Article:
December 19, 2008

Marney’s retirement ending long, ‘unintended’ career

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Sam Marney Jr., M.D., here with longtime patient Rebecca Raskin, is retiring from Vanderbilt after more than 40 years of service. (photo by Mary Donaldson)

Marney’s retirement ending long, ‘unintended’ career

The founder of the Division of Allergy and Immunology at Vanderbilt, Samuel Marney Jr., M.D., associate professor of Medicine, is retiring from Vanderbilt after more than 40 years.

Marney said he is deeply proud of the fellows he has trained and worked with over the years in what he says is one of the longest “unintended” careers at Vanderbilt.

Marney began as an intern at Vanderbilt in 1960, left for the U.S. Air Force for a couple of years, then returned to serve as chief resident at the Veterans Administration Hospital. He spent a year in Oxford as a Hematology fellow before training in immunology with Roger M. Des Prez, M.D., chief of Medicine at the V.A. in 1968.

“At that time, the chair was worried because the allergy clinic gave allergy shots throughout the week, but there were only a couple of half-time allergists present,” recalled Marney. “I was dragged kicking and screaming into allergy when I was sent by the chair of medicine to babysit the allergy clinic in 1968.”

Before long, Marney realized it was a good fit. He requested to be sent to the Scripps Research Foundation for training and returned to Vanderbilt in 1974 a board certified allergist to lead the first Division of Allergy and Immunology.

Rebecca Raskin, 87, is one of his first — and last — patients. She said Marney absolutely made the right choice of career.

“He had a way about him. He was always sweet and thoughtful. He got to know me and made a point to ask me about my children. We're to the point now where he calls me Bec and I call him Sam,” Raskin said.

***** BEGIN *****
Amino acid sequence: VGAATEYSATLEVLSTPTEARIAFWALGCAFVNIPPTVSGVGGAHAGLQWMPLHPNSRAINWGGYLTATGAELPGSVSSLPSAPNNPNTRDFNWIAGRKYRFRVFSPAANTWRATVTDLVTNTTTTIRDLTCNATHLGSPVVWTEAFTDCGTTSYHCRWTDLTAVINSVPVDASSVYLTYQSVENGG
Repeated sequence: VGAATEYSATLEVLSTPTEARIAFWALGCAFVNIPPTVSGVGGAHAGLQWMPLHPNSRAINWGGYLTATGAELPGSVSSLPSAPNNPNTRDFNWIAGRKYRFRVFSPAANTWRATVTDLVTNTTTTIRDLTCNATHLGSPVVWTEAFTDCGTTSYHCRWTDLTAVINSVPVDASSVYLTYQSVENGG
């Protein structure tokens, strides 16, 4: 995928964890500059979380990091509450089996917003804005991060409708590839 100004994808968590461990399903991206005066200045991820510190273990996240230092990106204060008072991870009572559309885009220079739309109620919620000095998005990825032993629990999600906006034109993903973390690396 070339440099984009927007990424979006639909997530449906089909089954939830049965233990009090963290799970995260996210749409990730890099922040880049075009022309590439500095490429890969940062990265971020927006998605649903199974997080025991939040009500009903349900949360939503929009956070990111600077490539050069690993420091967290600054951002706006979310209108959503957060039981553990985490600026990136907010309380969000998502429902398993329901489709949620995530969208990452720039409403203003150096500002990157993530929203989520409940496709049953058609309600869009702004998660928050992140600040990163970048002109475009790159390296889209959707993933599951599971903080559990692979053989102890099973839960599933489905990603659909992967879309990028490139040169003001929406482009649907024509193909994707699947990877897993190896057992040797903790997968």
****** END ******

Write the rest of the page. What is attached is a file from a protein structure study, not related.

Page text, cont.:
A specialist in severe allergic reaction, Marney had a knack for finding solutions for patients with terrible allergies. And less severely allergic patients, like Raskin, found his regimen of medication and avoidance allowed them to live more symptom-free lives.

“That's one of the things I always enjoyed about allergy,” Marney said. “You can have an impact on people's lives, and sometimes the answer was as simple as giving patients the knowledge of what to avoid and how to avoid it.”

But Marney also had a knack for bringing young physicians along. He gradually built the Allergy and Immunology fellowship program into one of the strongest in the country.

“By 1988 we had added John Murray and Bill Serafin. We thought we were really cooking when there were three of us,” Marney said.

Current director of the Allergy, Sinus and Asthma Prevention program (ASAP), David Hagaman, M.D., assistant professor of Medicine, was a fellow of Marney's in 1993-94.

“He has been a rock for all of the young physicians. He gave us direction and career advice, but it was his example that was most valuable,” Hagaman said.

“His bedside manner is so good. For the fellows to see how he treats every patient, no matter who they are or what their background, is so important. What he modeled in our training lasts forever.”

Through the fellowship training program, Marney's career once again found him rather than the other way around.

“I kept convincing a number of others to lead the fellowship training program over the years, but eventually I always took it over again. I guess the thing I enjoy the most is working with fellows in clinic,” Marney said.

Marney turned administration of the training program over in 1999 to Stokes Peebles, M.D., and then to Hagaman, who is the current director. But Hagaman says Marney remains the primary clinical trainer with the fellows at ASAP.

He completes that work and sees his final patients by Dec. 31.

Marney said he and his wife, a local lawyer who is retiring as well, plan to dote on their three grandchildren and travel.